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How learning new things as an adult can change brain chemistry

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WATCH ABOVE: As we age, there's a tendency for us to stop learning new things, but the benefits of picking up a new skill are huge. Kim Smith explains – Feb 21, 2019

At J’Adore Dance in Edmonton, a group of adult beginner ballet dancers are rehearsing for a recital next month.

“I just didn’t think I’d be doing a recital as a 29-year-old. Especially when there’s kids in the recital too,” Kim Sandle said.

Many of the adult dancers in the class are new to ballet. Jenna Willman, 34, started learning ballet four years ago and calls the opportunity to perform on stage as an adult a “dream come true.”

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“I grew up and when I turned 30 I thought, ‘What did I wish I had done with my life?’ and I wished I had been a ballerina,” Willman said.

READ MORE: Albertans must put down devices before bed, be more active to improve health: report

Registered psychologist Kimberly Knull, of Momentum Walk-In Counselling, said research shows children learn new things on average every six months, but adults in their 50s and 60s only learn new things every nine years.

“That just shows you it’s not intuitive for adults to learn new things,” Knull said.

“Research is showing that as adults it’s really important to learn new things as often as we can.”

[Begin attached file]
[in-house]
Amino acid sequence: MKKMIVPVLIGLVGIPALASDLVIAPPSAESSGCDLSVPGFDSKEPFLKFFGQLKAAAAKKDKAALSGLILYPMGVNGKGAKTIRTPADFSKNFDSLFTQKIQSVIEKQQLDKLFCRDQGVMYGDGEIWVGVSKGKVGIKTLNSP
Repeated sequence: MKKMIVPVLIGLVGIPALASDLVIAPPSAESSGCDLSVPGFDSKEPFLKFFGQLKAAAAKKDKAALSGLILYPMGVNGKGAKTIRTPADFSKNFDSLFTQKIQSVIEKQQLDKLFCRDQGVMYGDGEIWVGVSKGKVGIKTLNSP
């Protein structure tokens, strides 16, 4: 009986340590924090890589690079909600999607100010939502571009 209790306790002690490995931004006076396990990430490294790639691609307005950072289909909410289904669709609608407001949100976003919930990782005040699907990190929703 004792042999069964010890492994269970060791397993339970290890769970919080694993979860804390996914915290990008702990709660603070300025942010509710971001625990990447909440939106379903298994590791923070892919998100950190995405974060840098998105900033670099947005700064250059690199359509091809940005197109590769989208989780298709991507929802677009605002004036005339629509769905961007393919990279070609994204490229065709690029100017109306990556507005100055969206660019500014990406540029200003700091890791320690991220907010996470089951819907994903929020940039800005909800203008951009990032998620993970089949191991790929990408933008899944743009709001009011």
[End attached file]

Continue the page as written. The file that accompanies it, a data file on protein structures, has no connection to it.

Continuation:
Knull said learning new skills and activities can help change our brain chemistry. Joining a class is also a way for people to meet new people.

“Learning new things helps our brains develop and be used and stave off dementia,” Knull said. “We actually feel happier and we feel a sense of pride and accomplishment when we learn new things.”

“Fun and play is something we forget to do as we age, but it’s so good for our well-being.”

WATCH: As we age, there’s a tendency for us to stop learning new things. However, registered psychologist Kimberly Knull said the benefits of picking up a new skill are huge.

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Benefits of adults learning new things – Feb 20, 2019

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The University of Alberta’s Campus Recreation and Wellness Centre offers ice skating for beginners. Kim Raine, 57, and her husband Rob Ellis, 66, have been taking lessons.

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“In week one, I learned how to stop. In week three, I learned how to skate backwards,” Raine said. “I didn’t want to be the little old lady who was holding on to my husband or my sons. I wanted to be able to do it on my own.”

For Raine and Ellis, the main motivation for taking skating lessons was to gain more confidence on the ice.

Ellis said he didn’t learn to skate until he was over the age of 30.

“The little things I had learned many years ago, it took a while to come back,” he said.

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For people anxious about learning a new skill or joining a class, Knull said to pick an activity that’s been of interest.

“Maybe you’ve always wanted to try curling or you’ve always wanted to ride a horse. Go and research it and just show up,” Knull said. “Don’t have these fantastic expectations that you’re going to be the next superstar at something. Have the expectation that you’re going to learn something new.”


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